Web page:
It was inevitable that at some point in entertainment evolution, we’d end up with two.
Most critics agree that Sherlock is the closest contemporary adaptation of Sir Arthur Conan Doyle’s stories, but does that mean that Sherlock is actually the best contemporary adaptation of those works?
Let’s start with sciunz (Ed – Say what?); the basis for all proper television rumination. In very loosely biological terms, adaptation is the evolutionary process of an organism, which will help it become better able to live in its habitat.
So the world is always changing and to survive you need to evolve with it. So if you think of Elementary like that, you will know that this is the show that best adapted the Sherlock Holmes stories to the world of today without losing any of its big qualities; like his quintessential Britishness and powers of deduction.
So what’s the difference between the two?
Firstly, Gender-swapping. In Elementary two of the main characters adapted from the stories have been swapped from male to female. One is the beloved John H. Watson, which in Sherlock is played by the fantastic Martin Freeman. But in Elementary we have Joan Watson, portrayed by the extraordinary Lucy Liu.
The second one is Holmes nemesis Moriarty, who, in Sherlock, is portrayed by Andrew Scott (creeps the hell out of me, not in a good way), and in Elementary by Natalie Dormer.
A lot has changed from the late 19th century when the stories were first published to now, and a big one is that women today aren’t oppressed housewives that can’t make decisions on their own.
On the contrary, we’re here working alongside or in superior positions than men (the shock!) and very outspoken about equal rights, so it’s only fair that the creator of Elementary, Robert Doherty, thought that in this new world our beloved detective will be in much better hands in the company of a woman. And no, he doesn’t go all romantic-affair- type of relationship with Watson and Holmes, but instead gives Lucy Liu the chance to portray Watson as Holmes’ equal, something that is very different in Sherlock.
In Sherlock, Watson is literally there as Holmes’ sidekick, and worse still, and they make Irene Adler, the only woman that could outwit Holmes, overly sexualised, there to fulfill the role of a love interest and just a pawn of Moriarty.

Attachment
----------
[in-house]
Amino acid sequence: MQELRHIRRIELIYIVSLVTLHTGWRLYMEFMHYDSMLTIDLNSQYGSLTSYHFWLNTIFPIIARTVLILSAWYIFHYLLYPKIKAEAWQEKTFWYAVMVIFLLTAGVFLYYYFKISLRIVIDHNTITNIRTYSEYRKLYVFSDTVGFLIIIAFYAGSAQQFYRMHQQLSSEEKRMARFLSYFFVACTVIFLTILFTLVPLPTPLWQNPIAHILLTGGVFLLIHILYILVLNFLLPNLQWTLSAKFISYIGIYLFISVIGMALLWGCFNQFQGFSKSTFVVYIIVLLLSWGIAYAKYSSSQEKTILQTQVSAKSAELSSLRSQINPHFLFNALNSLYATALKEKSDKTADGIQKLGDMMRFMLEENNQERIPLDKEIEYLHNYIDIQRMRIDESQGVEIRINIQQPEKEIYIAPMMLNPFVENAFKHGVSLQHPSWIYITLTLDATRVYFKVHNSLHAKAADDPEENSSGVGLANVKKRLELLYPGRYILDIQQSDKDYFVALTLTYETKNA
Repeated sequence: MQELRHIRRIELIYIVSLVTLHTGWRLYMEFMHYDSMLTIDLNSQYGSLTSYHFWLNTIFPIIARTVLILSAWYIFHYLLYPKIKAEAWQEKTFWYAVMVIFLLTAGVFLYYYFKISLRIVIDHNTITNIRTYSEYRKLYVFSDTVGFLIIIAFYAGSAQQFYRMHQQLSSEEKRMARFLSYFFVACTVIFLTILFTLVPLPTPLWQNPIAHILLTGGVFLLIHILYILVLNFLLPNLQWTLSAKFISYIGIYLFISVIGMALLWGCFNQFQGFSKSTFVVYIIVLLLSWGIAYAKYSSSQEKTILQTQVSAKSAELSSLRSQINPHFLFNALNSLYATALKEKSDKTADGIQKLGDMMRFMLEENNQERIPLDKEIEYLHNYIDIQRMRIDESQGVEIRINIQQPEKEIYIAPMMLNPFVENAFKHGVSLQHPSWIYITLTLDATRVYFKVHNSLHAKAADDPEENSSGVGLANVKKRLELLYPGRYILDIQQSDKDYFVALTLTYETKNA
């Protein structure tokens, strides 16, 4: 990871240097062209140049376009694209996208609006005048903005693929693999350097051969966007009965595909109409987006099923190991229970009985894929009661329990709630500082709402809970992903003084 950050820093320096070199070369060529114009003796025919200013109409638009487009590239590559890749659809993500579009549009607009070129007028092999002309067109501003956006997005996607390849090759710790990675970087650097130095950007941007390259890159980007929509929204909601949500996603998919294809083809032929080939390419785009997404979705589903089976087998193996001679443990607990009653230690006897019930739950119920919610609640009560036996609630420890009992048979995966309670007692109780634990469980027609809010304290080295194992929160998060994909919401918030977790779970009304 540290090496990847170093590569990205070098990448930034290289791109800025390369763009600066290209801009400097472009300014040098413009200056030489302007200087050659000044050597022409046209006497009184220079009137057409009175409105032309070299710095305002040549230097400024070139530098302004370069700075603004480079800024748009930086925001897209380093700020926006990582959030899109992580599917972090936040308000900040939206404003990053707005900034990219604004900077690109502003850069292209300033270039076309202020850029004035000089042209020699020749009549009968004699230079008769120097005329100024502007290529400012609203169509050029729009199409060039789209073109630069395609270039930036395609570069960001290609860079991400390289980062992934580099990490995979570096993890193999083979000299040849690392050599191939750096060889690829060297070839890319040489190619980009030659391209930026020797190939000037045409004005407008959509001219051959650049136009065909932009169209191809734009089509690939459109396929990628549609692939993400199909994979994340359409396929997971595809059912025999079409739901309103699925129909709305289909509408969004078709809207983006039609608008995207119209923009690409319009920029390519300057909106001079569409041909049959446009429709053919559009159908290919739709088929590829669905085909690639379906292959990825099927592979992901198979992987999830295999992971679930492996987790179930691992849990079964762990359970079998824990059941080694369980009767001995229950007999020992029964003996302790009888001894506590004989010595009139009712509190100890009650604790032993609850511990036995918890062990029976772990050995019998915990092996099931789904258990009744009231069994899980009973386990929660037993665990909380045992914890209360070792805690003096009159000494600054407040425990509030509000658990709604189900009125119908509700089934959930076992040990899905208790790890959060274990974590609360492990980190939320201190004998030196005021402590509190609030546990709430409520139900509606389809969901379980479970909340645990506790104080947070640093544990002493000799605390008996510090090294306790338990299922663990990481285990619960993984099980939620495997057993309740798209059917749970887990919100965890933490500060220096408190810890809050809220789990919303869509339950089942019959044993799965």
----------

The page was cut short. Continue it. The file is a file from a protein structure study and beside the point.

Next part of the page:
Conversely, in Elementary, Irene is an extraordinary amount of wit, and is the only one to ever outsmart Holmes, mostly because she was too smart and very close to Holmes’ past, which also makes her know too much about him, making it harder for Holmes to outwit her.
As if that wasn’t enough, they not only make Adler to be Jamie Moriarty but the only person to really outsmart her was our beloved Joan Watson. Woman v Woman. Watson v Moriarty.
Elementary was here to break audience expectations, by letting Watson to be the one to bring down Moriarty.
It also has people of colour. Diversity! If you’re adapting a show to 21st century London, like Sherlock is, then you better check if maybe the London of today is more diverse than the London of the 19th century. And guess what? It bloody is. According to the 2011 census, only 60% of people in London are white, so why the hell is everyone in Sherlock white?
Elementary doesn’t make the same mistake; they know that roughly 44% of the people of New York are white so they knew they had to bring some diversity into the show. So not only is Watson a woman, but she is also a WOC.
We also have NYPD detective Marcus Bell (Jon Michael Hill), Alfredo that is Holmes’ sponsor (Ato Essandoh), and as that diversity wasn’t enough, we get Ms Hudson, who in Elementary is a trans-women and one of Holmes many experts. They also make sure to show that diversity in their daily cases and day-to- day life. Talk about getting some diversity in, right?
Last but not least, one big reason is also in the name of each show. One’s called Sherlock, where all the characters are there to serve and help Holmes’ already brilliant mind, whilst the other is called Elementary, which is all about the detecting, where all characters have their struggles, all are intelligent, interesting and you feel like you can relate to them. Holmes also has his own struggles and failures, making him more human and more relatable without diminishing his brilliance.
Elementary was created to not only bring our beloved detective to life, but also to re-imagine Sherlock Holmes in today’s world, with strong women, diversity and equality. Sherlock was created to show us every 2 years how brilliant Benedict Cumberbatch is as Sherlock (when he’s not too busy being a mega film star!) and if the 21st century was still exactly as it was when Sir Arthur first created the character.
In the end, both shows are must-see, and the real winners here are us. All of us, because Sherlock Holmes fans get to enjoy seeing the beloved character once again portrayed on screen.
Now, if you ask me to choose which of the actors, Benedict Cumberbatch or Jonny Lee Miller is the best at portraying Holmes, well that I can’t do, as they both bring very different but equally brilliant performances to the screen.
I will say, though, that while Elementary is the best contemporary adaptation, as it has been sure to evolve and adapt to the world its portrayed in, the closest contemporary adaptation to the Sir Arthur Conan Doyle stories of our beloved detective, is Sherlock.
But y’know. As we like to say here at LWT. Why not have your cake and eat it too.